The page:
CLAYTON • “Extremely disappointed” by the rejection of her proposal to raise the minimum wage in unincorporated St. Louis County, 1st District County Councilwoman Hazel Erby did not rule out on Tuesday night the idea of reintroducing the measure in the near future.
“I’m not going to give up, we can’t give up,” Erby, a Democrat from north St. Louis County, told reporters moments after fellow council members refused to second a motion on a bill meant to nearly double the minimum wage for hourly workers.
“There are too many people out there earning only $7.65 an hour. They are forced to work two jobs (while) they leave their children home alone.”
Erby was seeking approval to impose a $10 hourly wage in 2016 with incremental increases to raise the minimum wage to $15 by 2020.
A bill to raise the minimum wage in St. Louis has similarly stalled.
Two other county Democrats, Council Chair Pat Dolan and Councilman Mike O’Mara, attempted to soften their rejection of the bill by publicly supporting a boost in the minimum wage.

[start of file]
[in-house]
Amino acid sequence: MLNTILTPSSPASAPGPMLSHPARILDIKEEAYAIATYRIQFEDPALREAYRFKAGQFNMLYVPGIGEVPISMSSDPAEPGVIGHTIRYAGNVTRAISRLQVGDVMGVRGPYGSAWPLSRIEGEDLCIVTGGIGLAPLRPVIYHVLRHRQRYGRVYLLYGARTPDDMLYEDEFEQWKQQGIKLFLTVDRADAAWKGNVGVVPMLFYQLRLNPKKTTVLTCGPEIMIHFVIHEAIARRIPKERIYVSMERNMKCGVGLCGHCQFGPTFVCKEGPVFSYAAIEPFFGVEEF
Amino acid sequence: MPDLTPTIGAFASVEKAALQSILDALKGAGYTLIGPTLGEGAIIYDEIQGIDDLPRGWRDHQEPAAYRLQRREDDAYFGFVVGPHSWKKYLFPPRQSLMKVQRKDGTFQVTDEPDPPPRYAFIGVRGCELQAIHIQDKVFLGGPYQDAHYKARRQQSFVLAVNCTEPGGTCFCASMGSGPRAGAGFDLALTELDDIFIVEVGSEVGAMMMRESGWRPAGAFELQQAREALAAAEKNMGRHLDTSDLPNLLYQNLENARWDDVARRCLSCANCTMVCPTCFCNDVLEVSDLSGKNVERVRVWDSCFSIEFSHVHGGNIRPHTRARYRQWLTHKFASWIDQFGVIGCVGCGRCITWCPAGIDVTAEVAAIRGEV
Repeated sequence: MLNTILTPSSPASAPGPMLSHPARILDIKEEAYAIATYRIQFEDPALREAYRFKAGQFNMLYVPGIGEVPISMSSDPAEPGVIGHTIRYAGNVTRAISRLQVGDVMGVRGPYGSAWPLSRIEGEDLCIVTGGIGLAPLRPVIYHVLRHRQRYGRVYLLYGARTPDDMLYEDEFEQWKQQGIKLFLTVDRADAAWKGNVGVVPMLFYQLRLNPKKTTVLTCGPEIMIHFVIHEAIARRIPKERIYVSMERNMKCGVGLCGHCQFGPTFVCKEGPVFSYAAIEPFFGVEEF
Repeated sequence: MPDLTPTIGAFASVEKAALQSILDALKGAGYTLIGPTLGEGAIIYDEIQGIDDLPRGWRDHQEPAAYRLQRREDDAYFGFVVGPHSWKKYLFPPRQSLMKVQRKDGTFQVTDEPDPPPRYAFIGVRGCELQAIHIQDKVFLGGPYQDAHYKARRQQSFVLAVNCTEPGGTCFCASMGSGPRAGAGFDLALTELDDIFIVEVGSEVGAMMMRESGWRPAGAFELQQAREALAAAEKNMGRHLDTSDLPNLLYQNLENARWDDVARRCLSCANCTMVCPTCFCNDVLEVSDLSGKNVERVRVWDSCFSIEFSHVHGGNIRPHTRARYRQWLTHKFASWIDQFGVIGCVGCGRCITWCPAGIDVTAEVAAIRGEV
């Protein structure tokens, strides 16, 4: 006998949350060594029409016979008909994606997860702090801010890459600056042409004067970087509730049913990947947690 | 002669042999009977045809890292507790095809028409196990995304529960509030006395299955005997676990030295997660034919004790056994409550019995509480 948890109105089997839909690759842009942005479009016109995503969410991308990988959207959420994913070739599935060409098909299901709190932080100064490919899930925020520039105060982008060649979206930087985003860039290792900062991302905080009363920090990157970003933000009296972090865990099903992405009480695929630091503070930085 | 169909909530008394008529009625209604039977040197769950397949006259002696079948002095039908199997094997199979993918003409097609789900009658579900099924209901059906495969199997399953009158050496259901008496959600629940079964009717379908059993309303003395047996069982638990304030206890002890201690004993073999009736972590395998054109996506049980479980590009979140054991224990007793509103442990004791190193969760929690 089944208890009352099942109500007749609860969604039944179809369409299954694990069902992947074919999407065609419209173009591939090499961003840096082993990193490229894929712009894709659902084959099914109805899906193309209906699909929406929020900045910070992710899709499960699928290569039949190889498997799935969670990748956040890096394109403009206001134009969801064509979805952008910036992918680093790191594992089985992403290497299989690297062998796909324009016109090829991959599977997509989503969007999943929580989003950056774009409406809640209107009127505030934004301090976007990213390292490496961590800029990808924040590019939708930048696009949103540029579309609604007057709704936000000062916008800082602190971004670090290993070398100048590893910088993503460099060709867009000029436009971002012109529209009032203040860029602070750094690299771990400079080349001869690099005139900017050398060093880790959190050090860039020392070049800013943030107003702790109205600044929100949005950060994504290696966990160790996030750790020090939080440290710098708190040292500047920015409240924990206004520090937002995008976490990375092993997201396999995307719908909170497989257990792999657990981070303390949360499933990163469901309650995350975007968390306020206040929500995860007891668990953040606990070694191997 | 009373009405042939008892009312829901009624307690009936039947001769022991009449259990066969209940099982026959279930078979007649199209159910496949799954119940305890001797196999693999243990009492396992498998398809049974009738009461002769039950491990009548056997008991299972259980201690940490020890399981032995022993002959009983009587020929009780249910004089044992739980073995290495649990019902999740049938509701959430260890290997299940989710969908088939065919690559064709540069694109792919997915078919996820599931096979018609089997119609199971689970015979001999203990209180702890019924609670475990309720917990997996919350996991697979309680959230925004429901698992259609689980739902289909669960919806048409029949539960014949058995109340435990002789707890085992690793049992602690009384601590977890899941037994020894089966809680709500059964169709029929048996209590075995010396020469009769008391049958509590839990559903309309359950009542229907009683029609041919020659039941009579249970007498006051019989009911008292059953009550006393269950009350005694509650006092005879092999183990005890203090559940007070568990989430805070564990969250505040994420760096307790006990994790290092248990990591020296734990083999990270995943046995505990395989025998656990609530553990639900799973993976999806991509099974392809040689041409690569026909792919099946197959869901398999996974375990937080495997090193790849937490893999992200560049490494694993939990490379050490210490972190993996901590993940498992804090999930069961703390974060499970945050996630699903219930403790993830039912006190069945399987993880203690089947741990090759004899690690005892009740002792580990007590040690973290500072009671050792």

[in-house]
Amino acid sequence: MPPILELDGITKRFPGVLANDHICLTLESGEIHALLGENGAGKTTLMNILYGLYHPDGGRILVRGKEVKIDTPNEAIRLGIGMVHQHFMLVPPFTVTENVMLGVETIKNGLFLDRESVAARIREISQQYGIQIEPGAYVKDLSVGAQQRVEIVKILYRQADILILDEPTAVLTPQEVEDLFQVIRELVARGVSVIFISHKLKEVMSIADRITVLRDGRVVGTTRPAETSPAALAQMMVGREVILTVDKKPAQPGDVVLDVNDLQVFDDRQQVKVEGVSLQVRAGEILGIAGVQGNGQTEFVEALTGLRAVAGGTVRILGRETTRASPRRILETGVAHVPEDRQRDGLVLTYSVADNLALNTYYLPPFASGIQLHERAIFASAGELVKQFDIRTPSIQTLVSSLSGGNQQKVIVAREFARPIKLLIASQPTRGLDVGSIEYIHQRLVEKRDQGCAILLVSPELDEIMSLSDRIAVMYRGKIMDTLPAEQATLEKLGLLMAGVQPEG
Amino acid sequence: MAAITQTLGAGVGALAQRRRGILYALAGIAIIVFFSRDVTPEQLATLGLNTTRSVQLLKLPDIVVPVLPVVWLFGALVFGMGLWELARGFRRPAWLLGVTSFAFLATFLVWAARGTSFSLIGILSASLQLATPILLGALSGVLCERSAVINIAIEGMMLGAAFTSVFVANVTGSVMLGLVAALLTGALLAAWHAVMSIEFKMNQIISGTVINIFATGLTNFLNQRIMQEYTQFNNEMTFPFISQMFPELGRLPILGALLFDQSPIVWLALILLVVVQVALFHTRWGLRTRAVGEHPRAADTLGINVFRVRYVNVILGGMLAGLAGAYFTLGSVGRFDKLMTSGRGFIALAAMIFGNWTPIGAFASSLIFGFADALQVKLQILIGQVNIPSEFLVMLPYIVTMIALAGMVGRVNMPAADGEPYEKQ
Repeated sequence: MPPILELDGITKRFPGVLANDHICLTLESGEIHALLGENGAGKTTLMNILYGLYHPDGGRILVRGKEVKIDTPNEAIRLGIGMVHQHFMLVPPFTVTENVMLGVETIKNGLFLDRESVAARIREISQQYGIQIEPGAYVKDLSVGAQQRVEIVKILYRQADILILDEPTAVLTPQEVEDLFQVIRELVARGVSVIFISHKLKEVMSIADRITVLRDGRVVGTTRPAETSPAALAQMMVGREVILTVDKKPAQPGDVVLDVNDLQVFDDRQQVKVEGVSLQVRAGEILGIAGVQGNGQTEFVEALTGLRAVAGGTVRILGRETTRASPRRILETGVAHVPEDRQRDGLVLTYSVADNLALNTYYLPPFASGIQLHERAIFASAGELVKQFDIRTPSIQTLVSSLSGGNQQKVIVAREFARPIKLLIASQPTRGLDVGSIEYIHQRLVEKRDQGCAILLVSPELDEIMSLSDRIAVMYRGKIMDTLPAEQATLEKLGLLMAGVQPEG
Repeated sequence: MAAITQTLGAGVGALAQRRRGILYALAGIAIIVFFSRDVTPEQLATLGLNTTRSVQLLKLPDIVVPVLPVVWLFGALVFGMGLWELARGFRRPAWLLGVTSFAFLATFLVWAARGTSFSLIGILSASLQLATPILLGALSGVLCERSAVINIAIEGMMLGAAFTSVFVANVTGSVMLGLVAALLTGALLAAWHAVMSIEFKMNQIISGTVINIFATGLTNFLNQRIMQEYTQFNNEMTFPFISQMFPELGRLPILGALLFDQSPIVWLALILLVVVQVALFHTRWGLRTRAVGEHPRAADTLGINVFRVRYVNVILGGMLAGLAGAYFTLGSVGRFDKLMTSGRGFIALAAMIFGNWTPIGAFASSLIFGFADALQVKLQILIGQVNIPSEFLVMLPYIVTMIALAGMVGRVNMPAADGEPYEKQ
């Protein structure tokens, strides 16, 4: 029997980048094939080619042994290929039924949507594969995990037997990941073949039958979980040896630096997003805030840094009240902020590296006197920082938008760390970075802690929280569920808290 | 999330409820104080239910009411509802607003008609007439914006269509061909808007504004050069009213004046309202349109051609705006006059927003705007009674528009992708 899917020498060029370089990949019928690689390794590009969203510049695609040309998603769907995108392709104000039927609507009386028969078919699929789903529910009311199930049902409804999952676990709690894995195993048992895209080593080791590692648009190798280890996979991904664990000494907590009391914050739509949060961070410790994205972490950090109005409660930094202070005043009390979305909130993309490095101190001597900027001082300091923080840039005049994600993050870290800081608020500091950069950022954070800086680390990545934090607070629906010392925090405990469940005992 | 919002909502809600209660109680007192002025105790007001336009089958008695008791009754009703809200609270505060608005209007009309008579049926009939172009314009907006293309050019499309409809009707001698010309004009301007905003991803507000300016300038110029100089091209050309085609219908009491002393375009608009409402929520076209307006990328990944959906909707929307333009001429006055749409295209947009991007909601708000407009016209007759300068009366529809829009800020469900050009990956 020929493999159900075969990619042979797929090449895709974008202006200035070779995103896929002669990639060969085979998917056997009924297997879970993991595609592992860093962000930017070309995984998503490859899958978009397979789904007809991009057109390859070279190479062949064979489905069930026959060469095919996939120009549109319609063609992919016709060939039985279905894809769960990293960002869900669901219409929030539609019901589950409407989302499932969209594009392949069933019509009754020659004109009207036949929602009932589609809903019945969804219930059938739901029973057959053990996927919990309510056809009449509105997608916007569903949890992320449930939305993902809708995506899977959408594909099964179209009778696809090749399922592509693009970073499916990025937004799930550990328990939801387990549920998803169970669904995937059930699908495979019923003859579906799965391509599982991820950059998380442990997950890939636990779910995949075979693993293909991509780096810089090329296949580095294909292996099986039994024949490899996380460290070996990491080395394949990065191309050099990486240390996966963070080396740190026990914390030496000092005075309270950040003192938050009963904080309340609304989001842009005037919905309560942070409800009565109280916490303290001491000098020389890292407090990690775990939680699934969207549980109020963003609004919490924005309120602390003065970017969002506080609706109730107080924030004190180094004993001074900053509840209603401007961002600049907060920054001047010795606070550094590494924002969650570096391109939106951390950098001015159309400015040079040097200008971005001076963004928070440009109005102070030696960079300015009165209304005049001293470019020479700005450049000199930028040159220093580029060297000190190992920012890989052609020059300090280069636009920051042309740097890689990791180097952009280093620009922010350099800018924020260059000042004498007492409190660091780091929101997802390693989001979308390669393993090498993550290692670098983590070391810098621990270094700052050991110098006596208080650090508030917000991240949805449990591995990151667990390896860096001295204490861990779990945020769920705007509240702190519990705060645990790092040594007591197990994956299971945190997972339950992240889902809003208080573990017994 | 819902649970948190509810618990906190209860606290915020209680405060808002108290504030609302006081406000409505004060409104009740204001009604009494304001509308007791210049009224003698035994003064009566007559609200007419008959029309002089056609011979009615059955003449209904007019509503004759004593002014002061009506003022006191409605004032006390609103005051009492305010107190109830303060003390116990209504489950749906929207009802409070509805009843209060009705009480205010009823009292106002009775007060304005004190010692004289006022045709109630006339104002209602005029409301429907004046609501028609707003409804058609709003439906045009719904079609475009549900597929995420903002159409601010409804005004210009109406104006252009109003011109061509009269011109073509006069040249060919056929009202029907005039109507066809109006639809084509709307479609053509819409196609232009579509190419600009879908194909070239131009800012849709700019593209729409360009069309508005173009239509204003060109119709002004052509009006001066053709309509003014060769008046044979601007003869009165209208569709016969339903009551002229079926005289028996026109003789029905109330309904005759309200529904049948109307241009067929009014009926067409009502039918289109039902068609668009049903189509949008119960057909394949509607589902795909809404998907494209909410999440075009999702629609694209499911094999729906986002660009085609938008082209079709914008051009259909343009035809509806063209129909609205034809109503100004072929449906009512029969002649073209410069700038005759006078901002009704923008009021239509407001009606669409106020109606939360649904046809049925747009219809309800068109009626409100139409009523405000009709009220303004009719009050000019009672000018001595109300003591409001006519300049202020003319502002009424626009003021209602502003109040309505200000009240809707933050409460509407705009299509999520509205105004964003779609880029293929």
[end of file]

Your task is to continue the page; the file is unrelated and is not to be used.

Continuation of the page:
Dolan said, however, that it was an issue best addressed at the state level; O’Mara called for a study to gauge the impact of legislation that would obligate enterprises in unincorporated areas to pay higher salaries than businesses in the 91 county municipalities.
County Counselor Peter Krane supported the contention that Erby’s proposal could leave the county vulnerable to potential legal consequences.
Krane said the imposition of a minimum wage on certain parts of the county to the exclusion of others invited “litigation.”
Erby disclosed that she had shared details of the minimum wage proposal with officials representing a handful of municipalities. The officials, the councilwoman said, were amenable to the plan. She declined to identify the municipalities.
The councilwoman suggested re-introduction of the measure may include O’Mara’s proposal for an impact study.
But she expressed little confidence that Missouri legislators will act to raise the minimum wage.
“We’ve seen how things work at the state level,” she said.
Erby said she was bewildered that a County Council dominated by Democrats refused to second her measure — a parliamentary move that traditionally opens a dialogue on proposed legislation.
The councilwoman labeled the unwillingness to discuss the bill “appalling” and “an insult to working families.”